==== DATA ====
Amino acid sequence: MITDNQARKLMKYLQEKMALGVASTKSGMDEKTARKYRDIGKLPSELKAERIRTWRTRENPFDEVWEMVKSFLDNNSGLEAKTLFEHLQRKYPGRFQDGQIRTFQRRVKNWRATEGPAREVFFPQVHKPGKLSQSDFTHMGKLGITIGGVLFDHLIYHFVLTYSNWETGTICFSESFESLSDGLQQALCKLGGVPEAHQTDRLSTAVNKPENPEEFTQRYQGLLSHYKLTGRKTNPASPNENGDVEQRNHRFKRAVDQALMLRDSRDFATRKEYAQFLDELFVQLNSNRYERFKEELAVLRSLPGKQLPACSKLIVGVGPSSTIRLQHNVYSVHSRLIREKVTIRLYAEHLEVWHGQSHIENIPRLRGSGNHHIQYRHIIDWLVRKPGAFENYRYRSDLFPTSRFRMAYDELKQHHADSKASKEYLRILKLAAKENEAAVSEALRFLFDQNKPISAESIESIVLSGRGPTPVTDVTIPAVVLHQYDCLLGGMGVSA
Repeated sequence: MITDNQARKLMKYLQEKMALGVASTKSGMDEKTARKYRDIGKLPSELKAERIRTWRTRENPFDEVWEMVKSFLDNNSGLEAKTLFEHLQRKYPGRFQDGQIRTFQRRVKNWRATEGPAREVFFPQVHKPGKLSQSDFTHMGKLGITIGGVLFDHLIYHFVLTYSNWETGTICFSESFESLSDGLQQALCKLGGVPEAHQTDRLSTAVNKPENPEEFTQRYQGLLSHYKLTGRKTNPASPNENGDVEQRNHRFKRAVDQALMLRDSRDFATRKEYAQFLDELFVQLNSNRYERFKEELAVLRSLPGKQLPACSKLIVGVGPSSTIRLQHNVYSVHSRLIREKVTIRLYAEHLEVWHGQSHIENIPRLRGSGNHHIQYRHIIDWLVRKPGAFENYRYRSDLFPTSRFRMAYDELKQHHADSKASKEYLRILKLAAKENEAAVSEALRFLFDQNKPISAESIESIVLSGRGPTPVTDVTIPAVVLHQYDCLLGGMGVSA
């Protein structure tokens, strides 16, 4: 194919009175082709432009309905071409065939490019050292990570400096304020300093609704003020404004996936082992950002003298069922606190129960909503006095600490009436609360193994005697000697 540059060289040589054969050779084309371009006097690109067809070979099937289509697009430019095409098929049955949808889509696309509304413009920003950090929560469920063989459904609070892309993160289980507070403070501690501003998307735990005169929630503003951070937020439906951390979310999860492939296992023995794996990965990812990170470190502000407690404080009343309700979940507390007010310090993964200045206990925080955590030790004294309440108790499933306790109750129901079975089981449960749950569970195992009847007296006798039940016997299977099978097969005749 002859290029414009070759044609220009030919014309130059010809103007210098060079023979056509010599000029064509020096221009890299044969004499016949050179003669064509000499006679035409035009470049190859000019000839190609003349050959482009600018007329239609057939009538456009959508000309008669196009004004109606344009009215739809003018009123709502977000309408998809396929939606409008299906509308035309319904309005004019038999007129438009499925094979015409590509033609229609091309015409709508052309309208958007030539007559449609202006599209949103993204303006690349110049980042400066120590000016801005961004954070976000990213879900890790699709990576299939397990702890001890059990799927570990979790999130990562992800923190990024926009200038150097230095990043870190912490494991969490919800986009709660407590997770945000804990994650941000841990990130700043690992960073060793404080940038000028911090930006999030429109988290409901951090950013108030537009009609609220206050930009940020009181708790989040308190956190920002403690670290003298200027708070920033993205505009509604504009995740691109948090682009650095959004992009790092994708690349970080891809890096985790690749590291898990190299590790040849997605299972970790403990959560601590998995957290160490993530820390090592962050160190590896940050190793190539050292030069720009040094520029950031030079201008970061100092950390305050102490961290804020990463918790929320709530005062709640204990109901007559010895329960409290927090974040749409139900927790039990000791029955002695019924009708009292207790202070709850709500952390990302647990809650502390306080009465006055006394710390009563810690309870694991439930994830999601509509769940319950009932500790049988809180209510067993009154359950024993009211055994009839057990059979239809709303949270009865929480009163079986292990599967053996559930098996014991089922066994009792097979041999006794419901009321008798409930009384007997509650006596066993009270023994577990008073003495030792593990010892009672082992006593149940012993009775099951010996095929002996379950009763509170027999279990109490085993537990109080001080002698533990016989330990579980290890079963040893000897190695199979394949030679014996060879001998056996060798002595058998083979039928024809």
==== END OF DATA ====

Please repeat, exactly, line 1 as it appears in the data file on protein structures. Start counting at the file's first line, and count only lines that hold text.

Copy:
Amino acid sequence: MITDNQARKLMKYLQEKMALGVASTKSGMDEKTARKYRDIGKLPSELKAERIRTWRTRENPFDEVWEMVKSFLDNNSGLEAKTLFEHLQRKYPGRFQDGQIRTFQRRVKNWRATEGPAREVFFPQVHKPGKLSQSDFTHMGKLGITIGGVLFDHLIYHFVLTYSNWETGTICFSESFESLSDGLQQALCKLGGVPEAHQTDRLSTAVNKPENPEEFTQRYQGLLSHYKLTGRKTNPASPNENGDVEQRNHRFKRAVDQALMLRDSRDFATRKEYAQFLDELFVQLNSNRYERFKEELAVLRSLPGKQLPACSKLIVGVGPSSTIRLQHNVYSVHSRLIREKVTIRLYAEHLEVWHGQSHIENIPRLRGSGNHHIQYRHIIDWLVRKPGAFENYRYRSDLFPTSRFRMAYDELKQHHADSKASKEYLRILKLAAKENEAAVSEALRFLFDQNKPISAESIESIVLSGRGPTPVTDVTIPAVVLHQYDCLLGGMGVSA